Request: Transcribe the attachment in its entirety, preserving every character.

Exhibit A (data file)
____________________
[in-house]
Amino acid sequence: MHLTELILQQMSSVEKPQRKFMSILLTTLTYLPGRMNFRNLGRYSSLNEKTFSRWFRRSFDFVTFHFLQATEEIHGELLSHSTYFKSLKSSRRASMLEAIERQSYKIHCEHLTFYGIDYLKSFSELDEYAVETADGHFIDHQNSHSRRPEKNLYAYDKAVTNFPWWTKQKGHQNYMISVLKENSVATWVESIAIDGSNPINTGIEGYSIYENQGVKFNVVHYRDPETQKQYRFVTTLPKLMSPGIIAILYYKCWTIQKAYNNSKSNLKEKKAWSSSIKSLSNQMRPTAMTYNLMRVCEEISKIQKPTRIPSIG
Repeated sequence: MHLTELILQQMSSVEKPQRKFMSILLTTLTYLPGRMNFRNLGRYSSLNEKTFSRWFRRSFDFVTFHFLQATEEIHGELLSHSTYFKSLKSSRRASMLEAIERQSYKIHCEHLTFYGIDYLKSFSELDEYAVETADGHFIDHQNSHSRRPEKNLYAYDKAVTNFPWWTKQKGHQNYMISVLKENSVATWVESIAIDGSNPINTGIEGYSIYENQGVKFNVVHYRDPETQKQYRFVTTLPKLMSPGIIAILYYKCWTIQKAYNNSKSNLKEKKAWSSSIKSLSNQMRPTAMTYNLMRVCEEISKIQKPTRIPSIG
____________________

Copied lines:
[in-house]
Amino acid sequence: MHLTELILQQMSSVEKPQRKFMSILLTTLTYLPGRMNFRNLGRYSSLNEKTFSRWFRRSFDFVTFHFLQATEEIHGELLSHSTYFKSLKSSRRASMLEAIERQSYKIHCEHLTFYGIDYLKSFSELDEYAVETADGHFIDHQNSHSRRPEKNLYAYDKAVTNFPWWTKQKGHQNYMISVLKENSVATWVESIAIDGSNPINTGIEGYSIYENQGVKFNVVHYRDPETQKQYRFVTTLPKLMSPGIIAILYYKCWTIQKAYNNSKSNLKEKKAWSSSIKSLSNQMRPTAMTYNLMRVCEEISKIQKPTRIPSIG
Repeated sequence: MHLTELILQQMSSVEKPQRKFMSILLTTLTYLPGRMNFRNLGRYSSLNEKTFSRWFRRSFDFVTFHFLQATEEIHGELLSHSTYFKSLKSSRRASMLEAIERQSYKIHCEHLTFYGIDYLKSFSELDEYAVETADGHFIDHQNSHSRRPEKNLYAYDKAVTNFPWWTKQKGHQNYMISVLKENSVATWVESIAIDGSNPINTGIEGYSIYENQGVKFNVVHYRDPETQKQYRFVTTLPKLMSPGIIAILYYKCWTIQKAYNNSKSNLKEKKAWSSSIKSLSNQMRPTAMTYNLMRVCEEISKIQKPTRIPSIG